Li Gong, Managing Director for Windows Live China, one of Microsoft's top executives, who has joined Microsoft in 2005 from Sun Microsystems, where he had served as both head of Sun's China research efforts and as a chief architect of Java. In a September 2005 Business Week interview, Ballmer touted Gong as one of several key hires that Microsoft had made.
"Li Gong is currently exploring other career opportunities," Microsoft said in a statement to News.com. "Microsoft greatly appreciate Li's contribution to Windows Live China and supports his decision. We believe that the leadership, strong team and long term commitment to innovation will continue to drive Microsoft forward in China." Gong's name came up in the case over Kai-Fu Lee, the top Microsoft executive whose hiring by Google sparked a multistate legal battle. In Microsoft legal documents, the software maker said that Lee recommended Gong be hired quickly, in part because he may have already been approached by Google. Lee ultimately left Microsoft China for Google.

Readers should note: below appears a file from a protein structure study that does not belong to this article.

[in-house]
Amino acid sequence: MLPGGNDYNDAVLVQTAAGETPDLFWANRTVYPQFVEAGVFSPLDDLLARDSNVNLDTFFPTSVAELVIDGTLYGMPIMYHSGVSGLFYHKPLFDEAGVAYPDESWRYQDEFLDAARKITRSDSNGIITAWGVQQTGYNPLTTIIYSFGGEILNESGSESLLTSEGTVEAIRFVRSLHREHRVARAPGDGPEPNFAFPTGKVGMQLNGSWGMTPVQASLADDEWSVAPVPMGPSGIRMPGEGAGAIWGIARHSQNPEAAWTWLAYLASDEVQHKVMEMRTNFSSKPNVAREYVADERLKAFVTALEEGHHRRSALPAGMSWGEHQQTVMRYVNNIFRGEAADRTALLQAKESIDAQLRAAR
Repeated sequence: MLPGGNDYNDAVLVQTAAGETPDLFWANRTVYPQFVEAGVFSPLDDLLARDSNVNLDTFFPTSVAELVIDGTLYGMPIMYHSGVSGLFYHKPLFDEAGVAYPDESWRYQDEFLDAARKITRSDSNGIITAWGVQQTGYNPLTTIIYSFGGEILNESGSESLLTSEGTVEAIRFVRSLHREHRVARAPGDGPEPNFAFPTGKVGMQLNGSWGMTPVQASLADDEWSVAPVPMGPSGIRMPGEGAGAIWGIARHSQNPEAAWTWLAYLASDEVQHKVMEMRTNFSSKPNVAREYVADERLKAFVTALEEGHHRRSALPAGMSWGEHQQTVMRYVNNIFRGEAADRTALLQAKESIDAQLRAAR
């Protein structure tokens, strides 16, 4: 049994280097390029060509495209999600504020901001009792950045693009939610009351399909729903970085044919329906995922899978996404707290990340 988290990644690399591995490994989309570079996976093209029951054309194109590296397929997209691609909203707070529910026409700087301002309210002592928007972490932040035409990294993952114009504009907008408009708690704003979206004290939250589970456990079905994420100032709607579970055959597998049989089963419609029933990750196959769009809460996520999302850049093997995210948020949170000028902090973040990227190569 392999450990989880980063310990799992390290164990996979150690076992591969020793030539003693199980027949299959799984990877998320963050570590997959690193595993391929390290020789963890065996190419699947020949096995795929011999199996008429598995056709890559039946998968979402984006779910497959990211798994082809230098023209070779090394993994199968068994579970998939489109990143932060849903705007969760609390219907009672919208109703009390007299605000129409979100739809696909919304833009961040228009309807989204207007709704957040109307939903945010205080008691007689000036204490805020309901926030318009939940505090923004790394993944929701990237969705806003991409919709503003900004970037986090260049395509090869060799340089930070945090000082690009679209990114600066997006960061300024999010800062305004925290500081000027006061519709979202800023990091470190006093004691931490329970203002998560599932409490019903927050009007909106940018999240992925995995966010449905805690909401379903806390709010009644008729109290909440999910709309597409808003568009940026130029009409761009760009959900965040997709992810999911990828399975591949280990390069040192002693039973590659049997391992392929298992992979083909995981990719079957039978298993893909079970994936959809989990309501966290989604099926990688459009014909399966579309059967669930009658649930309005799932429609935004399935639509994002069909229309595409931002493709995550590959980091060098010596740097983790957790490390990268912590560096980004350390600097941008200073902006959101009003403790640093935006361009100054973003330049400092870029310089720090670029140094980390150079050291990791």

In a 2005 Business Week interview, Microsoft CEO Steve Ballmer said:
How are we doing in terms of talent? We've brought on fantastic new talent. People like Ray Ozzie, I don't think I need to say more. Gary Flake, who has joined us in the MSN area [and] is really the technical guru and genius behind everything that had happened at Overture, a fantastic addition to our team. Li Gong who has joined our MSN team in China, who was one of the leading architects at Sun Microsystems (SUNW).
The software maker said Gong's responsibilities have been picked up by Friedbert Wall, a 15-year Microsoft veteran. Wall, who was previously the senior director for Windows Live China Shanghai, has been named managing director of Windows Live China.Windows Live, Microsoft, Corporate, Strategy, Policy, Comapny Affairs